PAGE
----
“We need to address the enablers that allow for human trafficking to occur,” Efstration said. “And we need to have comprehensive services for victims.”
He joined Gov.-elect Brian Kemp, Attorney General Chris Carr and incoming Secretary of State Brad Raffensperger at an Atlantic Station event to watch the launch of the buses.
At the event, Carr emphasized his call for a new anti-gang unit to target a scourge he likened to “modern-day slavery.” And Kemp said to expect aggressive action to toughen penalties on sex traffickers, although he didn’t outline specifics.
“Evil people are committing evil deeds all for a profit,” Kemp said. “We will not back down and we will not waver. We will fight to protect the innocent and pursue the guilty.”
The promise of tougher penalties and more resources for victims continue an effort that’s stretched nearly two decades in Georgia, even though estimates vary widely about how pernicious the problem is.
A 2012 investigation by The Atlanta Journal-Constitution found that despite millions spent on anti-trafficking initiatives, the scope of the problem was unknown and that some agencies failed to keep accurate information about whether taxpayer-funded initiatives were effective.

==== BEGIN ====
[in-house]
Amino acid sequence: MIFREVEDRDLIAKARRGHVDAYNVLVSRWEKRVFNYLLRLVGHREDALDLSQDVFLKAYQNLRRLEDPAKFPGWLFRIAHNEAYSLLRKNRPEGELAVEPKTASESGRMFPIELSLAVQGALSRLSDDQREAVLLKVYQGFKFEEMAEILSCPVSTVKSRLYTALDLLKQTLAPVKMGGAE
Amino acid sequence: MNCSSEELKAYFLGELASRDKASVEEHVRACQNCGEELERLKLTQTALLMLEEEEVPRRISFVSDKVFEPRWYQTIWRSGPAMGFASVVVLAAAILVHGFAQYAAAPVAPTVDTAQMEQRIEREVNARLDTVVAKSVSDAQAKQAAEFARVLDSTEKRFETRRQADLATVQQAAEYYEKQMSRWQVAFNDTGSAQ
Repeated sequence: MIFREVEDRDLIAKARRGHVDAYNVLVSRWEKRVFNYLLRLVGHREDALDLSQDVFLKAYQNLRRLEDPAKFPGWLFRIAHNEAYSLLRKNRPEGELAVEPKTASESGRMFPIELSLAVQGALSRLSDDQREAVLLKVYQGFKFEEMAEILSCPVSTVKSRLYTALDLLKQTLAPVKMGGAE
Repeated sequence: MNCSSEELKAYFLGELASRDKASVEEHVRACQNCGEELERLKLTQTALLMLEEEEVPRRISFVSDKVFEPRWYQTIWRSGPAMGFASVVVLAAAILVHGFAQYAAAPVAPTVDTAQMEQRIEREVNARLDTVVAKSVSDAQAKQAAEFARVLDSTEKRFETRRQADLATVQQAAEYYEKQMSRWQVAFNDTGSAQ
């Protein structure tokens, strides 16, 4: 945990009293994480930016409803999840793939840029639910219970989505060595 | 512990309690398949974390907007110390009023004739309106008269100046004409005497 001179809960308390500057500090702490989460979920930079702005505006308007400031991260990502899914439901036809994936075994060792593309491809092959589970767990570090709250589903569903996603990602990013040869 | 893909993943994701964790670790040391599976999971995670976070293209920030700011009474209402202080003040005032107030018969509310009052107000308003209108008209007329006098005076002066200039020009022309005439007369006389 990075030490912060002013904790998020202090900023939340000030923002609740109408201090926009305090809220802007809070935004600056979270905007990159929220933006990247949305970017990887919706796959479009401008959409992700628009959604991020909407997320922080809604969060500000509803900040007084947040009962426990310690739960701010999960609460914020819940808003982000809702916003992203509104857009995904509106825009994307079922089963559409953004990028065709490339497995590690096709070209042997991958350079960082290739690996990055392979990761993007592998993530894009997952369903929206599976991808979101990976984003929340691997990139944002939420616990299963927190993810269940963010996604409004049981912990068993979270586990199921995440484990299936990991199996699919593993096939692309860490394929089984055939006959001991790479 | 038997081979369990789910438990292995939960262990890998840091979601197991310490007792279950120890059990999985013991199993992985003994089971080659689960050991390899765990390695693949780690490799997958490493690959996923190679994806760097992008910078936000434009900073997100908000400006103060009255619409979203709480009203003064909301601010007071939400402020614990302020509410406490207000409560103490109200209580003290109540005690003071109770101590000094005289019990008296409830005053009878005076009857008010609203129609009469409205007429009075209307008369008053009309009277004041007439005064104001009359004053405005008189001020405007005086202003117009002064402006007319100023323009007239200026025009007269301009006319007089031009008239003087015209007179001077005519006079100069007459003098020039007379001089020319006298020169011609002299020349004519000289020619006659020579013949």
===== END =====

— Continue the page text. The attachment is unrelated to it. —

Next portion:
Georgia lawmakers have markedly ratcheted up efforts to address the crime since 2001, with laws that made the pimping of a child a felony, require teachers and others to report child prostitution, and place the Georgia Bureau of Investigation in charge of investigating child sex trafficking.
A new wave of legislation has been adopted in the past few years. Georgia voters in 2016 approved a tax that requires adult entertainment businesses to pay at least $5,000 to finance a fund designed to provide treatment for victims. And Gov. Nathan Deal signed a law in 2017 that allowed prosecutors to charge people soliciting a victim of sex trafficking with human trafficking violations.
Victims of the crime urged lawmakers to take new steps this year. Shemeka Dawson, who now works as a youth counselor, said Georgians need to educate their children on the dangers of sex trafficking and urge them to steer clear of strangers.
“It happens in plain sight. People don’t believe it happens, but it does,” she said. “People need to open their eyes — literally. It’s going to take all of us collectively to make people aware of this problem.”
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